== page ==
Palpation: The extensor carpi ulnaris (ECU) and flexor carpi ulnaris (FCU), distal to the ulnar styloid and proximal to the pisiform bone, are the optimum places to palpate the TFCC.This area’s soreness could be indicative of a TFCC lesion.

Piano key symbol: Dorsal DRUJ instability may result in an outstretched ulna head that is pressable. Once you relax the pressure, it will automatically spring back into place, just like a piano key.

The DRUJ stress test involves holding the wrist in a pronated or supinated posture while the doctor tries to move the distal ulna in a dorsal and volar direction. Painful laxity signals RUL pathology and DRUJ instability.

Ulnar grind test: The wrist is held in dorsiflexion while the forearm is fixed. The doctor next rotates and deviates the wrist in the ulnar direction while applying an axial load. During this provocation technique, discomfort and crepitations point to arthritis or DRUJ instability.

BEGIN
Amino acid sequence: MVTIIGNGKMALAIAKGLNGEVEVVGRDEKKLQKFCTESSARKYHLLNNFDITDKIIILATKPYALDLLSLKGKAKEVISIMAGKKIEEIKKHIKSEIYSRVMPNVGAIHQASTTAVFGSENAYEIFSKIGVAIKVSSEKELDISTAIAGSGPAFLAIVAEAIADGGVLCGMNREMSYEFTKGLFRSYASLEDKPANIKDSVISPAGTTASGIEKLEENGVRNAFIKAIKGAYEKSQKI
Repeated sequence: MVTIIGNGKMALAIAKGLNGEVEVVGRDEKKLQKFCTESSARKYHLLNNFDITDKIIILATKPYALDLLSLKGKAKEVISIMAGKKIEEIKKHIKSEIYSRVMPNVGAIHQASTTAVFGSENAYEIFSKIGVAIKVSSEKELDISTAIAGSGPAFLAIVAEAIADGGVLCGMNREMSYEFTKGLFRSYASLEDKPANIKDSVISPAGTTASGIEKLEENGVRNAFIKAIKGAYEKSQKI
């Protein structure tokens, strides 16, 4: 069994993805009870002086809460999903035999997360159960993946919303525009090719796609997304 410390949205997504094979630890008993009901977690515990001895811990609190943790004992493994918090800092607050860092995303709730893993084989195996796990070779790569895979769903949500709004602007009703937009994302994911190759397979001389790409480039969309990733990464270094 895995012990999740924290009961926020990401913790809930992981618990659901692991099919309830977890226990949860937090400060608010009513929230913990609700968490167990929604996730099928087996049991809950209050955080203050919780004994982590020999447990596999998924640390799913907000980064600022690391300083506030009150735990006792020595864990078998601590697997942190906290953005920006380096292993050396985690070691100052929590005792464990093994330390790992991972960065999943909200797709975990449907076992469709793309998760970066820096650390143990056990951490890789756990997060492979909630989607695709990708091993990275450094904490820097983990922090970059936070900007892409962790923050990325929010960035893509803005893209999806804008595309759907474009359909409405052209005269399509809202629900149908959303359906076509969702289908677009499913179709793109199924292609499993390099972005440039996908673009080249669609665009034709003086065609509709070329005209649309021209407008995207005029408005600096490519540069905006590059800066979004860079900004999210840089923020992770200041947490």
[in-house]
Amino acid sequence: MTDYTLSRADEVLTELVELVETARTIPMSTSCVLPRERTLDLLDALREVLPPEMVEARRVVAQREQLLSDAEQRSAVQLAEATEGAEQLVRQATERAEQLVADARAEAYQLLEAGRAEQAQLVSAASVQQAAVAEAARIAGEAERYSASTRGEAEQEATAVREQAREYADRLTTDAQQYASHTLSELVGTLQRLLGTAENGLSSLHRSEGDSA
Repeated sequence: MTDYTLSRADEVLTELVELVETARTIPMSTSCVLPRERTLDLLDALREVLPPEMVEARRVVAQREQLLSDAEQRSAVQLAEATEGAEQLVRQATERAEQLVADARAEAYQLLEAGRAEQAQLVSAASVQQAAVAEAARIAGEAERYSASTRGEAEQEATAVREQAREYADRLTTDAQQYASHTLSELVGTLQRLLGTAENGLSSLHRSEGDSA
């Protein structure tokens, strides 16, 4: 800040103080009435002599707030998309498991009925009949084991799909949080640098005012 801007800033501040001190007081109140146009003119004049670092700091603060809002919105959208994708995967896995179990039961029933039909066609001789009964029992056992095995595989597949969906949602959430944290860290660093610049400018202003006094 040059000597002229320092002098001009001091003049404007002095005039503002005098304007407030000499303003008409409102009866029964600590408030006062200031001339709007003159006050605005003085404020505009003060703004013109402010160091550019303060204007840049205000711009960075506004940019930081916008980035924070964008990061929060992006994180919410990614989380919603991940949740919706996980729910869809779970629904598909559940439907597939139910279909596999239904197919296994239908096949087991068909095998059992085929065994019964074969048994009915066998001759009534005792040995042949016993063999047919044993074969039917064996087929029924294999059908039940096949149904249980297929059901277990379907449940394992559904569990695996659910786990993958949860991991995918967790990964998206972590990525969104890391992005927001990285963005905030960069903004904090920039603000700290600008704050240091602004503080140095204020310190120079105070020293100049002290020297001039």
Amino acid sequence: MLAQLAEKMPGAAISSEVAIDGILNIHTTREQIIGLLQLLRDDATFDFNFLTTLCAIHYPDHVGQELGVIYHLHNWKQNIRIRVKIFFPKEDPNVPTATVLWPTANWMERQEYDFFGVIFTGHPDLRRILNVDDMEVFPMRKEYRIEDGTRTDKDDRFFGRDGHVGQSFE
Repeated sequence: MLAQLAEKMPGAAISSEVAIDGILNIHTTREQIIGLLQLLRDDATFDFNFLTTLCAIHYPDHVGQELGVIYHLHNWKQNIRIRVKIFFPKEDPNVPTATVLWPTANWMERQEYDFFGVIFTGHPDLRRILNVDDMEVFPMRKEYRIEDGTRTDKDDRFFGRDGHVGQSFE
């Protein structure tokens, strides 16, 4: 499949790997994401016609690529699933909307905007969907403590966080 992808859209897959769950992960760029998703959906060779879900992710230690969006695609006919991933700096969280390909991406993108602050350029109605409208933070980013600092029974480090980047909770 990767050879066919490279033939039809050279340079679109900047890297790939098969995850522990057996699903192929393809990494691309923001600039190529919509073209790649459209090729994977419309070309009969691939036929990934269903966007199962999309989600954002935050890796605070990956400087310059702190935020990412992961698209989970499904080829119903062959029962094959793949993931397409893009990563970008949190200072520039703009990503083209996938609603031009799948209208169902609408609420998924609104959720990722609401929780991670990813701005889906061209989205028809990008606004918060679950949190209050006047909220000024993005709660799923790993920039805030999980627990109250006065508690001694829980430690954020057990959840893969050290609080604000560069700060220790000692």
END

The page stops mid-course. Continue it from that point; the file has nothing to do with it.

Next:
A central triangular fibrocartilage complex (TFCC) rip as seen under the microscope

  • X-ray: There are two ways to take X-rays of the wrist: posterior-anterior (PA) and lateral. Radiographs are helpful for diagnosing or excluding osteoarthritis, a positive ulnar variance, and potential bone fractures. X-rays cannot show the TFCC, regardless of its state.
  • MRI: Using the results of a thorough physical examination and an MRI, a doctor can determine the TFCC’s status. Nevertheless, false-positive and false-negative MRI results occur often.
  • Arthrography: A dye is injected into the wrist joint during arthroscopy. The dye will leak from one joint compartment to another if there is a TFCC lesion.
  • Wrist arthroscopy: Even though wrist arthroscopy is an invasive diagnostic method, it is still the most reliable means to locate TFCC abnormalities.